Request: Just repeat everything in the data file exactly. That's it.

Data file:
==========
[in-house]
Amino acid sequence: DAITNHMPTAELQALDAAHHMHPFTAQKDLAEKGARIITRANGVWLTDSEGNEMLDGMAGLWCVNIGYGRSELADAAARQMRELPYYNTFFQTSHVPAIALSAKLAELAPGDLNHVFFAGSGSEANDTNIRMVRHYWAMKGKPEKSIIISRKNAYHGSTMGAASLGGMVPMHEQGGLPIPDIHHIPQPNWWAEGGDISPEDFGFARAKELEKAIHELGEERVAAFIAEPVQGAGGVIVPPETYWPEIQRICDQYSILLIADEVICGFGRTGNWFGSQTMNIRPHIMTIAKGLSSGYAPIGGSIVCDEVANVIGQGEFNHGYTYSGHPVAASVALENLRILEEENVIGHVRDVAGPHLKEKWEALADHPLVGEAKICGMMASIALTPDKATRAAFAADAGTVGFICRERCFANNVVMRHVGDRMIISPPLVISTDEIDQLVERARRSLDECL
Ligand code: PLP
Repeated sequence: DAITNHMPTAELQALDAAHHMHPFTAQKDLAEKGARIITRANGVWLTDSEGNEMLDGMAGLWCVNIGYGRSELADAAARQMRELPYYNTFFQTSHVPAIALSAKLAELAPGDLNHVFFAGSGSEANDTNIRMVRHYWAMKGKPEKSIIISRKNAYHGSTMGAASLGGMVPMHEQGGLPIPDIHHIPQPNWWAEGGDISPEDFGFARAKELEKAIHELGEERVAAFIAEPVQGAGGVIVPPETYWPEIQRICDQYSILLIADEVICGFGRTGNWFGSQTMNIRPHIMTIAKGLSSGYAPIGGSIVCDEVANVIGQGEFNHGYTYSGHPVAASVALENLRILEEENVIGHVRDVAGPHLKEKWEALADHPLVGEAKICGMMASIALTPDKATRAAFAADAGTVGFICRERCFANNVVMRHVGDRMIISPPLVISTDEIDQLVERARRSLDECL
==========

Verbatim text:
[in-house]
Amino acid sequence: DAITNHMPTAELQALDAAHHMHPFTAQKDLAEKGARIITRANGVWLTDSEGNEMLDGMAGLWCVNIGYGRSELADAAARQMRELPYYNTFFQTSHVPAIALSAKLAELAPGDLNHVFFAGSGSEANDTNIRMVRHYWAMKGKPEKSIIISRKNAYHGSTMGAASLGGMVPMHEQGGLPIPDIHHIPQPNWWAEGGDISPEDFGFARAKELEKAIHELGEERVAAFIAEPVQGAGGVIVPPETYWPEIQRICDQYSILLIADEVICGFGRTGNWFGSQTMNIRPHIMTIAKGLSSGYAPIGGSIVCDEVANVIGQGEFNHGYTYSGHPVAASVALENLRILEEENVIGHVRDVAGPHLKEKWEALADHPLVGEAKICGMMASIALTPDKATRAAFAADAGTVGFICRERCFANNVVMRHVGDRMIISPPLVISTDEIDQLVERARRSLDECL
Ligand code: PLP
Repeated sequence: DAITNHMPTAELQALDAAHHMHPFTAQKDLAEKGARIITRANGVWLTDSEGNEMLDGMAGLWCVNIGYGRSELADAAARQMRELPYYNTFFQTSHVPAIALSAKLAELAPGDLNHVFFAGSGSEANDTNIRMVRHYWAMKGKPEKSIIISRKNAYHGSTMGAASLGGMVPMHEQGGLPIPDIHHIPQPNWWAEGGDISPEDFGFARAKELEKAIHELGEERVAAFIAEPVQGAGGVIVPPETYWPEIQRICDQYSILLIADEVICGFGRTGNWFGSQTMNIRPHIMTIAKGLSSGYAPIGGSIVCDEVANVIGQGEFNHGYTYSGHPVAASVALENLRILEEENVIGHVRDVAGPHLKEKWEALADHPLVGEAKICGMMASIALTPDKATRAAFAADAGTVGFICRERCFANNVVMRHVGDRMIISPPLVISTDEIDQLVERARRSLDECL